AT&T Begins On Software Patents

Technical Computing STICS, Inc.

March 1, 1991

In 1985 Mr. Robert C. Pike, a Bell researcher, patented some of the basic software technology now called "windowing" that allows several programs to run simultaneously while displaying output on a single display device. The patents have apparently not been enforced for six years, but now AT&T has sent letters to (it says) a number of computer makers and software publishers informing them that they were violating (in Bell's opinion) its patents. According to Counselor William Ryan (Bell Labs), "It's a routine business area, the way we look at it." He continued, saying that he believes that the companies notified were not used to licensing technology.

Mr. Richard Stallman, the leading advocate and producer of free software through his software foundation, had another view. He said "It's a threat to small software companies and to free software." Continuing he indicated that AT&T might be able to cripple his program to provide a free version of the Unix operating system and other Unix based programming tools.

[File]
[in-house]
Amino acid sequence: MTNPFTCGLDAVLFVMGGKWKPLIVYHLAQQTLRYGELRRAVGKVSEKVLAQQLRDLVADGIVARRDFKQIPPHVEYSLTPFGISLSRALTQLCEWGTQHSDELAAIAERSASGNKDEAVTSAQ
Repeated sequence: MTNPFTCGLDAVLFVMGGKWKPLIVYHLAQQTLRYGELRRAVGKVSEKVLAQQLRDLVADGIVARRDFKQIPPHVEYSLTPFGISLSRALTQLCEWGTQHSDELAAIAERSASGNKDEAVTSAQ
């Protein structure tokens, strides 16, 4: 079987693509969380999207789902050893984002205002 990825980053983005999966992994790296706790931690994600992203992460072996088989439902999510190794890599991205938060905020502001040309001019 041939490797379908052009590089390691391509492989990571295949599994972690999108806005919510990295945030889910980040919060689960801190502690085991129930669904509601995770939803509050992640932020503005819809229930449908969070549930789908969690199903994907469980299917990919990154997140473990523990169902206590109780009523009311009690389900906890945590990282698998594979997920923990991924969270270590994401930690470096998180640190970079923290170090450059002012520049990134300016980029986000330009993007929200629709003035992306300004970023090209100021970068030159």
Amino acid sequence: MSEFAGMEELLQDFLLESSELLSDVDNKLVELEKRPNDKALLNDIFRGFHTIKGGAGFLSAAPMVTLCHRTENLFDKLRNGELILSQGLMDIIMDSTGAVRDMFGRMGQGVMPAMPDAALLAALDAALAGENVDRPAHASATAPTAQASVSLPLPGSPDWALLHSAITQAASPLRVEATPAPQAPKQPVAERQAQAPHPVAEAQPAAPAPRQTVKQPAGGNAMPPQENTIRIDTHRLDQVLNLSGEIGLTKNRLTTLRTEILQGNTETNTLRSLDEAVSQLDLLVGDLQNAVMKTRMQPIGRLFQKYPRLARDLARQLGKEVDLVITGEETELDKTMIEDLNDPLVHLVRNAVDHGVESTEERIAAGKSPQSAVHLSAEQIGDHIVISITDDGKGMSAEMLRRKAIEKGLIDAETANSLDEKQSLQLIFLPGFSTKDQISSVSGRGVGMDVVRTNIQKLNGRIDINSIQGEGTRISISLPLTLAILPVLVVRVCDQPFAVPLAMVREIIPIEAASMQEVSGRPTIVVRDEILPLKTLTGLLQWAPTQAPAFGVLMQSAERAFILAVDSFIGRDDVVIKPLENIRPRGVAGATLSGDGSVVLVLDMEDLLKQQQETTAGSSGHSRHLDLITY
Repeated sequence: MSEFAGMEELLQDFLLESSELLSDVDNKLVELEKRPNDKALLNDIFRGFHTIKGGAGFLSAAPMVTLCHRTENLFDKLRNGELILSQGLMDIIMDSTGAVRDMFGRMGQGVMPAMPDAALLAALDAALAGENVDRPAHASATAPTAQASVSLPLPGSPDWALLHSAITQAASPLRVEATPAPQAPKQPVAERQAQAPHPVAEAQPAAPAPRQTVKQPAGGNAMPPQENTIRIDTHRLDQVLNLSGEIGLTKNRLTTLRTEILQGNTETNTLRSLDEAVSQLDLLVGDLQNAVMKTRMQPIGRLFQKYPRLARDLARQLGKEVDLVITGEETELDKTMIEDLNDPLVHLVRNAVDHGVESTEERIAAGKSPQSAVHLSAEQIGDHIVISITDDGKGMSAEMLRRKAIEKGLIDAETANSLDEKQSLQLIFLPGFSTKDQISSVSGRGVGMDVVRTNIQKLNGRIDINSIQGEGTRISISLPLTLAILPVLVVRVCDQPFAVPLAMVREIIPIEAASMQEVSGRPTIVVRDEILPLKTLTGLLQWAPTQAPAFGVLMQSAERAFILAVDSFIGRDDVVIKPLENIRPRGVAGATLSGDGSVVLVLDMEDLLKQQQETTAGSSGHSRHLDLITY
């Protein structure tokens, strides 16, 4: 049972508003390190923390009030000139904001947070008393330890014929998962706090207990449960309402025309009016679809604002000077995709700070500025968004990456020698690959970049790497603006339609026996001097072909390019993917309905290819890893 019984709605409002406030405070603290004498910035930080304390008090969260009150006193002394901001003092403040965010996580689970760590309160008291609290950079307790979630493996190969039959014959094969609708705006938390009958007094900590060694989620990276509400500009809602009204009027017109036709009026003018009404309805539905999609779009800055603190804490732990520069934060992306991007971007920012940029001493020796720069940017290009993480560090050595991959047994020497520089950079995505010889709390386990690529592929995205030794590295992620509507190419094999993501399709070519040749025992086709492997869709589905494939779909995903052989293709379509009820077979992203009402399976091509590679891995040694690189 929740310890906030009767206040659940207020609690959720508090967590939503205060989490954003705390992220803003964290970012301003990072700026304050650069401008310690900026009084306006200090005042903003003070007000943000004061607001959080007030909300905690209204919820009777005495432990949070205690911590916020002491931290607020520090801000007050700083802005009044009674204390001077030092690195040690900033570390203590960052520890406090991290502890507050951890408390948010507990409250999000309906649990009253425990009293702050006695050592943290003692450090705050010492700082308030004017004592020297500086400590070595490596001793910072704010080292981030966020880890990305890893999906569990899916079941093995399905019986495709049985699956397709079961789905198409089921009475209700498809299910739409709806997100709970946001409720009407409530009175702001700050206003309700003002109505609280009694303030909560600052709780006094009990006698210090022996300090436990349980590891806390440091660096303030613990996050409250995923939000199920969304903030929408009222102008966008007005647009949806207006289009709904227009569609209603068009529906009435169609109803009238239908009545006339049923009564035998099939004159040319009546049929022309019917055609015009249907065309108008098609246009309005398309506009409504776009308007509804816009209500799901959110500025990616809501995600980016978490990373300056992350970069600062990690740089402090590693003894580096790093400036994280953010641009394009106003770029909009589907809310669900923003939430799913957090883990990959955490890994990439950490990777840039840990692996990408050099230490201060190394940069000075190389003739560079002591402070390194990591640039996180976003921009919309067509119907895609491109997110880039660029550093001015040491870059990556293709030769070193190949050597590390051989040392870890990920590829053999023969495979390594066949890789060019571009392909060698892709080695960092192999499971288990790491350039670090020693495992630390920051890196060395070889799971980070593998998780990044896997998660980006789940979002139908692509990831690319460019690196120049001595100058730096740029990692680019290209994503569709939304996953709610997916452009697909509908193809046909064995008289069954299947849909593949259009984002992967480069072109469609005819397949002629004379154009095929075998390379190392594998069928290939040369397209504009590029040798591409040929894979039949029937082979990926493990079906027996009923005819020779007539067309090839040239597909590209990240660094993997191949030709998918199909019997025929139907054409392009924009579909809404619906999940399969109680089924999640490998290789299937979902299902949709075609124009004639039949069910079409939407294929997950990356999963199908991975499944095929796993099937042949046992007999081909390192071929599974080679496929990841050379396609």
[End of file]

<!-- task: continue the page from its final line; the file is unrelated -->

A spokesperson for Santa Cruz Operation, which supplies Unix software commercially, said that it had received such a letter some time ago. SCO replied that it was not sure what AT&T was talking about, and it has not had another letter.

AT&T has also sent letters to members of the X consortium at M.I.T., which is developing and distributing software that layers windowing on top of Unix. This is now big business, because many manufacturers are offering X Windows products. DEC in particular is heavily engaged in X Windows distribution and program development.

Mr. Pike himself was less of an alarmist. He felt that AT&T was not going to cripple the software industry, citing the transistor giveaway as an example of corporate statesmanship. He said that "The technical community's fears are not reasonable. AT&T is going to behave sensibly and honorably about this."